Calcavecchia, DiMarco and Mediate prefer good rolls over convention.
By BOB HARIG
© St. Petersburg Times, published April 8, 2001
AUGUSTA, Ga. -- The looks they get might be enough to force a change. But professional golfers are playing for their livelihood, and they'd stand on their heads if it helped them get the ball in the hole. So an odd putting style is hardly a concern.
Chris DiMarco nearly quit before he went to the "claw" grip he is using. Mark Calcavecchia set a PGA Tour scoring record earlier this year, draining putts from everywhere, using the same technique. And Rocco Mediate started using a long putter when it was considered something for desperate seniors.
Maybe there is a method to their madness. Maybe the golfing masses will take notice and seek to improve their games through such unconventional means. All three players are in contention through three rounds at Augusta National, home to some of the game's trickiest greens.
Calcavecchia's 4-under-par 68 Saturday put him two behind third-round leader Tiger Woods; DiMarco shot 72 in the last group with Woods and was tied with Calcavecchia. And Mediate shot the day's best score, 66 that put him four out of the lead.
When Mediate, 38, first started using the long putter a decade ago, there were plenty of chuckles. "It was not looked at as something a professional would use," Mediate said. "My comment was always: "Kiss my a--. I'm trying to make a living. And if you've got to stop me, you better do something so I don't get back up.' And no one really bothered me after that.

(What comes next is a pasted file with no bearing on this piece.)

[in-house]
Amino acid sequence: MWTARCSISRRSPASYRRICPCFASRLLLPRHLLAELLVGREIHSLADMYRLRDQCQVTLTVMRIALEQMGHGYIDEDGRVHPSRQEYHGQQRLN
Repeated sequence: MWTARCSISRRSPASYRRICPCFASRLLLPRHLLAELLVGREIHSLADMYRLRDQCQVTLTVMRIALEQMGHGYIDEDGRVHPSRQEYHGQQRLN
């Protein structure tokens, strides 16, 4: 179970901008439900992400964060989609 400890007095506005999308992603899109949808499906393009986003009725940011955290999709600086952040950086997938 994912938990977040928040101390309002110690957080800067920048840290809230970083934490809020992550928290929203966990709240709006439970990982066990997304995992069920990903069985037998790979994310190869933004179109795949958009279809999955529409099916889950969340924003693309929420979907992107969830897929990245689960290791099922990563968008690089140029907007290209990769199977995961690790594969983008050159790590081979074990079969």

"Other guys started using it. And now they are going to the mid-length putters. It definitely saved my back. That's why I do it still."
Using a conventional putter and hitting hours of practice putts had Mediate doubled over in pain. The long putter allows him to stand upright. And it gives him confidence.
"When I miss one, I'm shocked right now," he said. "Before, I made one and I was shocked. Believe me, I know I'm going to miss. You don't make them all."
But he and his unconventional counterparts certainly make their share. DiMarco, 32, a Masters rookie from Orlando, stood up nicely to the challenge of playing alongside Woods.
He uses a regular putter but puts his right (lower) hand on the putter like a player who uses a long putter. His right hand is actually placed upside down, compared with a conventional method.
"We are all searching sometimes," DiMarco said. "When I first did it, I thought maybe it was just something I'd do for a while. Well, after six years, this is obviously my conventional way to putt."
Calcavecchia, 40, started using the method last year after having seen fellow University of Florida alum DiMarco have success with it. He tried it for the first time at the 2000 Players Championship, made three putts in a row during a round and was hooked.
"I had a case of the yips, especially on short ones," Calcavecchia said. "Anything outside of 18 inches was 50-50. That's about how bad it was. I was twitchy and I could feel it. With this, I just had this big ol' grin on my face because I knew I had pretty much found my putting grip."